A public inquiry into a Northern Ireland renewable heating scheme has been told those behind an equivalent scheme for the rest of the UK had done a huge amount of work to prepare.
Junior counsel to the inquiry said there was a question over whether NI should have had its own scheme at all.
Joseph Aiken said some officials felt they did not have enough people to do the necessary preparation.
The inquiry into the Renewable Heat Incentive scheme began last week.
Mr Aiken said the inquiry would want to work out whether officials accessed the many reports done in the rest of the UK which identified potential problems with the setting up of what was a complex scheme.
The scheme in Great Britain began in 2011, a year before it was launched in Northern Ireland.
But on Tuesday the inquiry was told that work to prepare for it had started years earlier and had produced six consultations, six policy documents and three sets of regulations before it was put in place.
Mr Aiken said the inquiry panel would “probably have already gathered” that the work in Northern Ireland had not been resourced “to the same extent”.
He posed the following question about officials charged with establishing the scheme here: “Did they identify the issues themselves or take the publicly available learning from the Department of Energy and Climate Change?”
Sir Patrick Coghlin, chair of the inquiry, said some claimed that the scheme for the rest of the UK had been “equally generous, if not more so” than the scheme in Northern Ireland.
“Whether they’re right or not, I don’t know, but there are certainly those who maintain that quite strongly,” he said.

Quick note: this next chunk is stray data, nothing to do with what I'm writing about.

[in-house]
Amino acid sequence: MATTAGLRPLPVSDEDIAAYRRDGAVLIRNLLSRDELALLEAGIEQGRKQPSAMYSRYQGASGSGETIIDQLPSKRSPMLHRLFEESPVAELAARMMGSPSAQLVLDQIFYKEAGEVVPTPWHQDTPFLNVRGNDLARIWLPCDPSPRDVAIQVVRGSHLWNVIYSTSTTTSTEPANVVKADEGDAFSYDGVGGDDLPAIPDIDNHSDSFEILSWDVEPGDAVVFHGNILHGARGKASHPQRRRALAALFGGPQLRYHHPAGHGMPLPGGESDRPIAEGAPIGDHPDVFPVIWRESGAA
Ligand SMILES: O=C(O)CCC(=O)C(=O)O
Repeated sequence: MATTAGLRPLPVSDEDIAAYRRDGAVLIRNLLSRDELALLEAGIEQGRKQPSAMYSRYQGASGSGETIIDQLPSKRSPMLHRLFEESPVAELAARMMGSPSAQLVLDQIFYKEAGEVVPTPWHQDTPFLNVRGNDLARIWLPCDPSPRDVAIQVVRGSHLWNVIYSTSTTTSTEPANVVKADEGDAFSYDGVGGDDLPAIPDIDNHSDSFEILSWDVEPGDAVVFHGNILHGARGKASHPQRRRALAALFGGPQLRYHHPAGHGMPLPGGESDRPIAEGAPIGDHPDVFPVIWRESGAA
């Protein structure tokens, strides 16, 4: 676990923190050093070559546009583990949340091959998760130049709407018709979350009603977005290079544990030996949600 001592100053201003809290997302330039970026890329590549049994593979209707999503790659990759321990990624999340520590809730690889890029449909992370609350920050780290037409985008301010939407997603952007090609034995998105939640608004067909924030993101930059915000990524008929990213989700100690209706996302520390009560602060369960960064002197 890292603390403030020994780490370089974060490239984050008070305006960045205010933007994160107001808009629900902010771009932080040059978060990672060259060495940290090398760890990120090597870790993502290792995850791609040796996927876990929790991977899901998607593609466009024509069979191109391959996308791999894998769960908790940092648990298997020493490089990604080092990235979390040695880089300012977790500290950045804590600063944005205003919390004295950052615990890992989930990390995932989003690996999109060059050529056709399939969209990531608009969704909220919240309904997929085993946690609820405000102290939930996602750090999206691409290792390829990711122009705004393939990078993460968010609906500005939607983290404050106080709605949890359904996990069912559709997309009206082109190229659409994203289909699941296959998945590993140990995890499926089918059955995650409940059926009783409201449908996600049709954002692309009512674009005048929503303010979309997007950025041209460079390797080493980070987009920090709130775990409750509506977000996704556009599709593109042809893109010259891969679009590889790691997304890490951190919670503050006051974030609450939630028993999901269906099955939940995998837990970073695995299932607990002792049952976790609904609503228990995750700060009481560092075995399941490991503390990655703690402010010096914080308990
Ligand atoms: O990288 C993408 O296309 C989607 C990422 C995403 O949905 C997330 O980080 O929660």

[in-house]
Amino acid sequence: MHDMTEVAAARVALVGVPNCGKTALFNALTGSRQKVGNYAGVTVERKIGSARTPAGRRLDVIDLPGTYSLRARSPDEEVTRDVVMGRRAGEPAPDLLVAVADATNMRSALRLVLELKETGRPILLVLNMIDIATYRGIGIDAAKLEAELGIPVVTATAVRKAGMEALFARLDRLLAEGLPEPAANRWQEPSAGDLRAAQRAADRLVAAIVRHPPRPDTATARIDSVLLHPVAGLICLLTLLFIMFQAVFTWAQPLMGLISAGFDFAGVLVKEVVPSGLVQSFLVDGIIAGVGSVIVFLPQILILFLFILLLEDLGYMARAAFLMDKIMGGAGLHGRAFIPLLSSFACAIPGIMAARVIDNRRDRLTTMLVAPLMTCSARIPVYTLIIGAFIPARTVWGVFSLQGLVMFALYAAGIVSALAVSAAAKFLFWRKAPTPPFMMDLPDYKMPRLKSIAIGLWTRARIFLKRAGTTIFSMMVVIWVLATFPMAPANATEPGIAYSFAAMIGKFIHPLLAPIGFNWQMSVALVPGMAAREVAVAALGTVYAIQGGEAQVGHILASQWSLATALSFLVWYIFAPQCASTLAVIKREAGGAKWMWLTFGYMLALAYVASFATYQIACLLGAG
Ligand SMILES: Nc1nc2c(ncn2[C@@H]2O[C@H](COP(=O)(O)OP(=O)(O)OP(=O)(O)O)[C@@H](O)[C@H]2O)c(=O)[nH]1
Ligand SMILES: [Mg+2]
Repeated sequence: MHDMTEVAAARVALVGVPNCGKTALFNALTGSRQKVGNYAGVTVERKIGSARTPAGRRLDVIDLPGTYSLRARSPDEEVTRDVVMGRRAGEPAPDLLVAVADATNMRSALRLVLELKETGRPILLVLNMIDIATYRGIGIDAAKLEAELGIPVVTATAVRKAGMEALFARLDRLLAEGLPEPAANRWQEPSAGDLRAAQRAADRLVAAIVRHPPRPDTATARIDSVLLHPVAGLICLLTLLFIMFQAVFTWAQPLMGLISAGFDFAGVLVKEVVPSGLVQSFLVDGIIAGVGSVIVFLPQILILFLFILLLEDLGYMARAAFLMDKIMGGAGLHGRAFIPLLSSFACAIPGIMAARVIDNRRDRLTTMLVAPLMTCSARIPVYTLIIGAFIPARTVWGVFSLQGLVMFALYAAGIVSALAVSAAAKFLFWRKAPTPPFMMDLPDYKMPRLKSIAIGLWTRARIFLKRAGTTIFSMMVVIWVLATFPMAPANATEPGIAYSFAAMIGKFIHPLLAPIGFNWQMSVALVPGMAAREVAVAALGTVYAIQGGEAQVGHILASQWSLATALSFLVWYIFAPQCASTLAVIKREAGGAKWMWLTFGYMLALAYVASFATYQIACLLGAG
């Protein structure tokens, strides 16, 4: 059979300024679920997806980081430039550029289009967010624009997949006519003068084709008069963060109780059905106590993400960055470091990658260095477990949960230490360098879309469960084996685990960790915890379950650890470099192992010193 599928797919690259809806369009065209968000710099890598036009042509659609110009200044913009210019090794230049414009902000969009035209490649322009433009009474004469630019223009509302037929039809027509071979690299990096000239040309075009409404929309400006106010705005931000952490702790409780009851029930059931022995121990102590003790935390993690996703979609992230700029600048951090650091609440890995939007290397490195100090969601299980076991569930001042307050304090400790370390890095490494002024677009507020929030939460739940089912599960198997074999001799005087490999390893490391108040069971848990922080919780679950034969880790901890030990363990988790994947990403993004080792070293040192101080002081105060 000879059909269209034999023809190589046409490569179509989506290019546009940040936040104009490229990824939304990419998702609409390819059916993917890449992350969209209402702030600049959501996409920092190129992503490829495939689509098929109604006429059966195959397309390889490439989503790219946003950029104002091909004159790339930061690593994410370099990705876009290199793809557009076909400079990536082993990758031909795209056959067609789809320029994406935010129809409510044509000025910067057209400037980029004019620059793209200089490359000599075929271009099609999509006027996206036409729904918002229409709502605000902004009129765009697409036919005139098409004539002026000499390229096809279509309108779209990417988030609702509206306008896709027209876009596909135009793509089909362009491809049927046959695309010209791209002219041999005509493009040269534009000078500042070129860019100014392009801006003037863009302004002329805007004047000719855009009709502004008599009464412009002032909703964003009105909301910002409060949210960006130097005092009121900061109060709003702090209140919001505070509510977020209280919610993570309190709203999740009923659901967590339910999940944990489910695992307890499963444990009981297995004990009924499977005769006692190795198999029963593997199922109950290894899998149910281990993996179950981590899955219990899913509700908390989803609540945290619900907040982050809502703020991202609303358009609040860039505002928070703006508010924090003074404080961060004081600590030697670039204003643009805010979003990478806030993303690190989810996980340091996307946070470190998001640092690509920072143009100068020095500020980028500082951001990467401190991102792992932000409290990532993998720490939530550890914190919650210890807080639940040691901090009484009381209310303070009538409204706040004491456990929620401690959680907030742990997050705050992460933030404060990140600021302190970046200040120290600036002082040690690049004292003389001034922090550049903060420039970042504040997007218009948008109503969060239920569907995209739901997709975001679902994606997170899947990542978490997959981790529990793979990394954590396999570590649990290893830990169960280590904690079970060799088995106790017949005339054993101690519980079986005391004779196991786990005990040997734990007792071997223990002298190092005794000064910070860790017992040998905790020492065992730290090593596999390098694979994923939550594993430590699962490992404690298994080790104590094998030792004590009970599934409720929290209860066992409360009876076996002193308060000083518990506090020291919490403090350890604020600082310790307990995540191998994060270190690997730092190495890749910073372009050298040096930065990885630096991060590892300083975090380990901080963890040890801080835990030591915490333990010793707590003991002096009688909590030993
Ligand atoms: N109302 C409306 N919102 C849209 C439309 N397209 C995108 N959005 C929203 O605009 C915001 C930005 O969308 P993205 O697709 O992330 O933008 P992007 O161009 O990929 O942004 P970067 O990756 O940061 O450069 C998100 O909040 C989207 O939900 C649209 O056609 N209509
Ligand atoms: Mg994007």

Earlier, Sir Patrick asked why a UK government department did not answer “detailed” questions sent to it.
The team investigating it sent the request to the Department for Business, Energy and Industrial Strategy (BEIS).
The BEIS inherited responsibility for the RHI scheme in the rest of the UK from a previous department.
Sir Patrick was told that despite being sent a request for answers to 30 questions in a 14-page document, officials had replied with a four page letter and two short annexes.
The inquiry team was trying to establish the extent of contact between NI officials and counterparts in the rest of the UK who had set up and run a similar scheme a year before the RHI scheme was launched in Northern Ireland.
While the inquiry can compel Northern Ireland departments, those powers do not extend to departments in Great Britain, which co-operate voluntarily.
Mr Aiken said that “somewhat brief response” of the BEIS indicated it held no record of any communication with officials in Northern Ireland.
Sir Patrick pointed out that such communication did exist.
“So the response we get from an English department here was to not answer any of the questions in order or in detail and to say that they don’t have any records,” he said.
Mr Aiken confirmed that there was an email trail which had been found in Northern Ireland’s Department for the Economy, but as it did not include records that might exist in BEIS, his analysis of the contacts could not be based on a “comprehensive analysis of all the material, as it’s just not there”.
He said work was continuing to try and “plug any gaps” with BEIS.
Mr Aiken said there were six questions for the inquiry over the contact with officials in the rest of the UK, including:
In particular, Mr Aiken said was it reasonable to suggest that in 2012 the then enterprise minister Arlene Foster should have been told that officials in Great Britain were introducing cost controls into their scheme.
This fact was apparently “played down” in advice to Mrs Foster, whose department introduced the RHI scheme.
Mr Aiken said a plan to control subsidy levels was floated in a early consultancy report, but did not make it into the final scheme.
He said the method, known as degression and which adjusted tariffs as more claimants joined the scheme, would have required a “complex mathematical method”.
He queried whether that was why it was left out.